Slow Food is a sense of place, fermented and bottled.
Interview and words by Vivian Whitney
Edited by Giselle Kennedy Lord
“That sense of place you get from a California wine or a New England beer or cider translates into a uniquely American craft vinegar… It’s all about the importance of place and how place translates into our human experience.“
When Rodrigo Vargas makes vinegar, it’s an expression of place. In 2019, Vargas launched a vinegar brand dedicated to high quality vinegars made from American alcohol, hence the name: American Vinegar Works. “That sense of place you get from a California wine or a New England beer or cider translates into a uniquely American craft vinegar.” Whether it’s his Porter Beer Malt Vinegar made from a Massachusetts craft porter, or his California Junmai Rice Wine Vinegar made with sake from California, Vargas’ vinegars demonstrate the depth and breadth of American alcohol producers and what can be done when traditional production methods are paired with local food sensibilities.
As it goes with wine and the French concept of terroir — how wine is affected by its unique, natural environment — the taste of vinegar is deeply driven by the alcohol with which it’s made. The Ultimate Red Wine Vinegar begins with California Shiraz and Vargas champions the one-of-a-kind flavor the vinegar draws from the California climate and grape growing conditions. “It’s a very concrete example of what space [tastes] like,” he says, “It’s all about the importance of place and how place translates into our human experience.” Vargas is based in Massachusetts, and reflects this important and often personal sense of place in using ingredients like Massachusetts-grown cranberries or wild blueberries from Maine, both of which he co-ferments in small batches with cider-based vinegars.
Vargas makes vinegar by way of ‘the drip method,’ a process initiated in the 1800s, and then ages and co-ferments particular flavors. The standard, industrial vinegar making process can now take as little as a few hours to produce vinegar, but Vargas chose to use the drip method because it produces better and more consistent vinegars. The way this drip method works, Vargas explains, is like a shower head in a chamber. The shower head sprays the chosen alcohol onto a bed of wood chips — a material where (good) bacteria can thrive — inside the chamber. The alcohol drips through the wood chips and is exposed to air. “Vinegar requires air and heat and time and bacteria,” so the bacteria eat away at the alcohol-soaked chips while the alcohol drips down to the bottom before it’s cycled back through to begin the drip process again.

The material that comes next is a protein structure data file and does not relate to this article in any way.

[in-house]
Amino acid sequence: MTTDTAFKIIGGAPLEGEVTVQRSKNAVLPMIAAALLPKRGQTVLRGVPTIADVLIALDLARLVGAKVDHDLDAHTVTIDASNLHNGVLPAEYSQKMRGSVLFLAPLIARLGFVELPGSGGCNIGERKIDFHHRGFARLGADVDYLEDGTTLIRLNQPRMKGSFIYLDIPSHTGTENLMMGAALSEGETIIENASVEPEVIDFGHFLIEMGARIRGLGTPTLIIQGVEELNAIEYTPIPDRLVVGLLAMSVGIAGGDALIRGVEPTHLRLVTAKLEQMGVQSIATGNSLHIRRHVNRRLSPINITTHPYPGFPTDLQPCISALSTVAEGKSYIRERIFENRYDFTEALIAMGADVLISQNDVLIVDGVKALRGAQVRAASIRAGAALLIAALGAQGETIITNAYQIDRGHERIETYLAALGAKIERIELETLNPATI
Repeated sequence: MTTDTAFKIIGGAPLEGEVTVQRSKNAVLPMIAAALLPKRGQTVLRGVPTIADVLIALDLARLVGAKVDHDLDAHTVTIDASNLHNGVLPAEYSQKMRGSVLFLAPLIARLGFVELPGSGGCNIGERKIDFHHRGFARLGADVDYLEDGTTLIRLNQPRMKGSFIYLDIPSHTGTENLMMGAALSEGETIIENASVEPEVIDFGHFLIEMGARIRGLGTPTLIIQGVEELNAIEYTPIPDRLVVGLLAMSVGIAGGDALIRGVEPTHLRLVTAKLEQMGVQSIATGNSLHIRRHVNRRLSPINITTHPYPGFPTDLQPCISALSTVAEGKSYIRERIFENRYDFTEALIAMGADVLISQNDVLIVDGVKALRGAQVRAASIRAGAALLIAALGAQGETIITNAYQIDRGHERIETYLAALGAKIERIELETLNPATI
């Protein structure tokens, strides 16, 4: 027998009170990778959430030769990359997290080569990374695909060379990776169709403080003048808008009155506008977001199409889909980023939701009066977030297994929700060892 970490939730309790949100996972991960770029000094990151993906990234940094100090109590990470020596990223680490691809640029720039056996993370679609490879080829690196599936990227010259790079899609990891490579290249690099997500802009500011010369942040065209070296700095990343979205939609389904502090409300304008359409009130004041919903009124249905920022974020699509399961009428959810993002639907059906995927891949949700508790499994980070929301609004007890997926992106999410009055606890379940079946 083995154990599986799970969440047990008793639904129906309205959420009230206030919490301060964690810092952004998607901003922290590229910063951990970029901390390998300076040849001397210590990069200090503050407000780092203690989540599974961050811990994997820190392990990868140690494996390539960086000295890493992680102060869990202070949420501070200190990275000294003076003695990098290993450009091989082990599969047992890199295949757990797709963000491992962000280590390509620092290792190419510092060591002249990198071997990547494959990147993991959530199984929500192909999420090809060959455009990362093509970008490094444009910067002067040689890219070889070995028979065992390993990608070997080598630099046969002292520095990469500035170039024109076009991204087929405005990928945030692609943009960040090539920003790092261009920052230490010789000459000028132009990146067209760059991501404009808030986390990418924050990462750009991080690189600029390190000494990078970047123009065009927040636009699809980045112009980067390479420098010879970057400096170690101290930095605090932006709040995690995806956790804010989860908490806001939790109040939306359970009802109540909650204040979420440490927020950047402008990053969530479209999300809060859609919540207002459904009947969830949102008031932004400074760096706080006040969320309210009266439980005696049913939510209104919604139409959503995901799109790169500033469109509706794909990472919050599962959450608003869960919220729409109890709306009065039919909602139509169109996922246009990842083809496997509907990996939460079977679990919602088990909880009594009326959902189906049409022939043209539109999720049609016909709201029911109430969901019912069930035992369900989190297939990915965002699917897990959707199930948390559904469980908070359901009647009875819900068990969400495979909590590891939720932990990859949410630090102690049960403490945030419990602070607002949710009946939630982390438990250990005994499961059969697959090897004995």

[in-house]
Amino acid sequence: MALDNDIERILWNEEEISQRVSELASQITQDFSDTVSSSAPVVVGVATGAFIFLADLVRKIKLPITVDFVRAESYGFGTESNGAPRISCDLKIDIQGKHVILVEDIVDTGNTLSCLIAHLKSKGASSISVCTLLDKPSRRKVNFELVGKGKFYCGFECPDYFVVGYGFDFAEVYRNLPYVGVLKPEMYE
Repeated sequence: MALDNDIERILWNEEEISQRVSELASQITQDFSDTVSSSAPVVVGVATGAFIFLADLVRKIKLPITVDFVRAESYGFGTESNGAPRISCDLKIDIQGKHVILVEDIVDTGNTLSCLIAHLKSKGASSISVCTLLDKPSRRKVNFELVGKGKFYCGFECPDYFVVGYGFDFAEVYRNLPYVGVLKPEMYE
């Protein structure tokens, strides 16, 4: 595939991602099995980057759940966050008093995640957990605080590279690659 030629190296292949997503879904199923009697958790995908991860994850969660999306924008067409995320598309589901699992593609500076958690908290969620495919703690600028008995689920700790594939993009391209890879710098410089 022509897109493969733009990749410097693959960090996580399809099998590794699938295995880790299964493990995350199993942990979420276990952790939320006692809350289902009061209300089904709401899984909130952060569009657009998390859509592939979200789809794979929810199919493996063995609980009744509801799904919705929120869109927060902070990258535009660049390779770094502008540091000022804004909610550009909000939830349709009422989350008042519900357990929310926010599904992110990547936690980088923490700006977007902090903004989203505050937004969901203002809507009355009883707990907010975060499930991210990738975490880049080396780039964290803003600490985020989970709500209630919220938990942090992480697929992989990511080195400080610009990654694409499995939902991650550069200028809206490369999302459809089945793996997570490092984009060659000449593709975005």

After this first stage of processing, Vargas ages and co-ferments the vinegar, another process that sets his vinegar apart from industrialized vinegar producers; Instead of infusing flavors into a finished vinegar, he introduces ingredients while there’s still alcohol left, which allows for more nuanced, fermented flavors. “Take my Hot Apple Cider Vinegar, for instance — your first taste is going to be smoke, which is coming from smoked peppers. You’re going to get a note of savoriness, which is coming from a mix of fruit and spices. Then you’re going to get just a little bit of heat, lingering heat, that is coming from habanero pepper.”
For his IPA Beer Malt Vinegar, Vargas needed to find an IPA with just the right flavor profile to make the kind of vinegar he wanted, and landed on an IPA from Massachusetts after tasting a great many IPAs on a road trip through New Hampshire, Massachusetts, Vermont, and Maine. After tastings in New England, it was the porter beer from Mayflower Brewing in Plymouth, Massachusetts that he decided on for his Porter Beer Malt Vinegar. “The reason I picked them specifically is they make a classic porter. They don’t add coffee grounds or cacao nibs. They make a classic, well-balanced porter, and that’s what I wanted for my vinegar.”
Nuanced flavors like these are important to Vargas, especially as consumers are becoming more critical of heavily processed foods. “That’s where I think I fill a small spot in our food ecosystem, by helping people discover really well-made, accessible vinegar.”
In July, American Vinegar Works joined Slow Food USA as a small business supporter. “As I looked at Slow Food as an organization,” Vargas says, “it felt like it aligned incredibly well with American Vinegar Works and what we’re trying to do. I’m a tiny, tiny, tiny business, one guy, making vinegar in Massachusetts in a way that I think is really different and really unique. I need to stand on the shoulder of organizations like Slow Food to get my message out and to help other people who are interested in this type of food.”
Quick Pickle in Montmorency
Cherry Rice Wine Vinegar
All you need is a great tasting onion and your faovrite vinegar from American Vinegar Works for this very simple pickle that will add delicious flare to, well, just about any dish.
thinly sliced onion or shallot
AVW vinegar of your choice
Place thinly sliced onion or shallot in a small bowl or mug. Cover with vinegar. Let stand at least 20 minutes. Remove onions and use on salads, burgers or sandwiches. Reserve remaining vinegar for salad dressing!
Recommended Vinegars from American Vinegar Works: Ultimate Red Wine, Rose Wine, Cherry Rice Wine, Pear and Apple Cider